And why was that? It had everything to do with their incarnational reality, their authenticity, their open, honest vulnerability and their love stories! The first speaker was focused on transgendered parenting, but he was much more than that. His focus was truly on how we all have an opportunity to do the deep journey of souls to find the courage to authentically be who we know ourselves to be. He spoke of giving birth to their children, and how he and his male partner are often asked, “where is their mother?”. Over and over again he has been forced to come out and face the shock and judgement, and yet he told other stories of support, acceptance and care. At one point he spoke of the need for breast milk, and how he could contribute, because it was, as he put it,” human milk for human babies.” And the wonderful thing was that his milk was just as valuable as any other breast milk given. While he spoke the two children of these two young men played happily in our midst.

Another speaker spoke of her transgendered refugee experience. She came with the support of her United Church congregation, and was gently interviewed by one of her friends from that faith community. Hers was a story of running for her life, truly in reality running for her life because she had become a monster in her family’s eyes. She had not only mental scars but physical scars to remind her constantly of how our fear can become hate, how taking the risk of choosing to be herself can lead to choosing death.

In the middle of these two speakers was a woman who could have been the person next door, your neighbour and mine. She lost everything: no severance, no financial stability, because they were due to the man she no longer was. She spent 35 years in what she had described as non-authentic way of life, and the journey she now faces is strengthened every day by the reality that it is has gone from that inner phobia and outer fear to authenticity and respect for herself.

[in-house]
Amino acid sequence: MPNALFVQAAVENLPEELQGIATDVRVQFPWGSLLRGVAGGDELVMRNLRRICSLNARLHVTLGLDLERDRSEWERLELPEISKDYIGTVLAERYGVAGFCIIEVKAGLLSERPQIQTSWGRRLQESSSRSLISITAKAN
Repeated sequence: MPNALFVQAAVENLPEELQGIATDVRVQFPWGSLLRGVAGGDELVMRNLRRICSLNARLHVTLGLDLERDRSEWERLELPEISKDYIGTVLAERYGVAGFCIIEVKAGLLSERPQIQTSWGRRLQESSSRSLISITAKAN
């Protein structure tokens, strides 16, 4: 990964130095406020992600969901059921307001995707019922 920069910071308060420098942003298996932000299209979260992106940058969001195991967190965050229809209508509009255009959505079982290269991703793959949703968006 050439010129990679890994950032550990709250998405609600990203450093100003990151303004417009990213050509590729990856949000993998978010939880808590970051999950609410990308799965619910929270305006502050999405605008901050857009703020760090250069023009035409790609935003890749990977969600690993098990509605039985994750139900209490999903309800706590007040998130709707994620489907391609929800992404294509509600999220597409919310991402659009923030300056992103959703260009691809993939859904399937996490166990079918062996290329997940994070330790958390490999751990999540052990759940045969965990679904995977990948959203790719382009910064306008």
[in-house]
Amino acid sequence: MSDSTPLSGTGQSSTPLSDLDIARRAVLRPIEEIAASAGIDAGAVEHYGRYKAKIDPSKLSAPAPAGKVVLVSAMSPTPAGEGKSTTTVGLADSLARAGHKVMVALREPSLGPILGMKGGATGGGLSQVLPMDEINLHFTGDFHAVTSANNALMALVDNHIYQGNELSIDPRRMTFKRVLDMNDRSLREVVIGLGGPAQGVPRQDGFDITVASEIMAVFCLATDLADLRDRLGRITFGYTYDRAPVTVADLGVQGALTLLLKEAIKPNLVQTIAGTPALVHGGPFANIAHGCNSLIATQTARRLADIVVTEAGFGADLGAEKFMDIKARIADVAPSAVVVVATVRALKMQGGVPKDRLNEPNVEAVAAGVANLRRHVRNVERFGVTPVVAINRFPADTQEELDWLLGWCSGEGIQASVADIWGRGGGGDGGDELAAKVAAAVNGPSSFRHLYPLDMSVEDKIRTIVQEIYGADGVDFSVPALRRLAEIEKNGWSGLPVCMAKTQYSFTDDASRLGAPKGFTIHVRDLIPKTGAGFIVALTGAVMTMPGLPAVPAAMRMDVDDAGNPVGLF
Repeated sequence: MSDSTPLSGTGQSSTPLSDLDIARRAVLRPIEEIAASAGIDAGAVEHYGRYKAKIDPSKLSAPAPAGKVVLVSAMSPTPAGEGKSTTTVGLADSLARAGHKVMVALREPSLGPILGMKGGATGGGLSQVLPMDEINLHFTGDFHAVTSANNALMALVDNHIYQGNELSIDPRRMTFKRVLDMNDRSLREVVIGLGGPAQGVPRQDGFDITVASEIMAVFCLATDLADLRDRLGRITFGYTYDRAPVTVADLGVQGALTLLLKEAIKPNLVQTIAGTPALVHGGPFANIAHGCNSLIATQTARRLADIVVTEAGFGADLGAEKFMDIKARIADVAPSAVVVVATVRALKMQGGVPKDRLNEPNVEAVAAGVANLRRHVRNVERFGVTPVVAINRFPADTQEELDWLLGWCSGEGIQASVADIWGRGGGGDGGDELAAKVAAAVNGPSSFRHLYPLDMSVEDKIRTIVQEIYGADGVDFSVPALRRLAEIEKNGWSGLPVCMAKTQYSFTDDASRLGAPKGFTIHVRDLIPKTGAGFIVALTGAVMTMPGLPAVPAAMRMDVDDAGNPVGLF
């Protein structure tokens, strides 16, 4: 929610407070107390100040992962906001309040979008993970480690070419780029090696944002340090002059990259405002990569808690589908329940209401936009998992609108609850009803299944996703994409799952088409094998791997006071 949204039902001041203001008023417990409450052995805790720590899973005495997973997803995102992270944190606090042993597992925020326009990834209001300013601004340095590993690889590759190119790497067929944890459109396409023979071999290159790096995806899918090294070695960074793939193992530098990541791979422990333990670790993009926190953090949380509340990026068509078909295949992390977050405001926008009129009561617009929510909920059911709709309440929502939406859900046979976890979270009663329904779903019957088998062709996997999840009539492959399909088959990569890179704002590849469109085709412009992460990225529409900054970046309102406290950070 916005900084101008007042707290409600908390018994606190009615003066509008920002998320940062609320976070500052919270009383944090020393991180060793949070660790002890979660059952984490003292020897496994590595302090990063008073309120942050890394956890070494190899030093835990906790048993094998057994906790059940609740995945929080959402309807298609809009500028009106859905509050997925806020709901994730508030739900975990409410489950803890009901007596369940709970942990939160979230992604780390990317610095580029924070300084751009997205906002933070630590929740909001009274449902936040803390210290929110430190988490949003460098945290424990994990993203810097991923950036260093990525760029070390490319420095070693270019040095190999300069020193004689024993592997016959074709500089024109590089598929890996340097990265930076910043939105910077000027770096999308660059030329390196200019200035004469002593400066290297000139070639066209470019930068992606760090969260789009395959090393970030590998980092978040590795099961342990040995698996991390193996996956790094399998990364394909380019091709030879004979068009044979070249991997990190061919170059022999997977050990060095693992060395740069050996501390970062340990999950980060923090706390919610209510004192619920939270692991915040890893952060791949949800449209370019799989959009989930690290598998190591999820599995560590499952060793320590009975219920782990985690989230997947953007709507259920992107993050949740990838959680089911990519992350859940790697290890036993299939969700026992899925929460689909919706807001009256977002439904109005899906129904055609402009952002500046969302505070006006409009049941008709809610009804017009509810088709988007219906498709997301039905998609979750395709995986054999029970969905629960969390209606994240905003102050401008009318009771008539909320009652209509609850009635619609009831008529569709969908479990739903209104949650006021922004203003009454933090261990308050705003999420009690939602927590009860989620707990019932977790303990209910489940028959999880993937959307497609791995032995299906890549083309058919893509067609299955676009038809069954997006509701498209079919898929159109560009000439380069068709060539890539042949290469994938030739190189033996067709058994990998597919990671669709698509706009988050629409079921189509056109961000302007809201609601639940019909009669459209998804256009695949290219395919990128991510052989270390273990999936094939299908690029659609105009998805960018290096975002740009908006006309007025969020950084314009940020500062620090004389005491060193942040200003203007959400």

Science and medicine have come a long way. Just because we can do it, should we do it? Where does our understanding of God fit in all of this reality of change? These questions will confront and confound, and they should. Values, ethics, morals are a part of this, but this is not a debate to be had about “us and them”. This is all of us, our friends and family and neighbours.

Until we come together to understand that we fall in love with a soul which for a time lives in a body, we will go on killing those who do not fit some absolute fear filled definition of the right body, or the right gender, or the right race or the right orientation. And each time we do we massacre a miracle. We choose to refuse the ultimate meaning of sacred love made manifest in all of us, each of us a unique and wonderful creation of body, mind and soul seeking to be spiritually alive.

It was a brave workshop, a brave day. It can happen again and again in all our churches and communities and if it does, I predict that attendance will grow.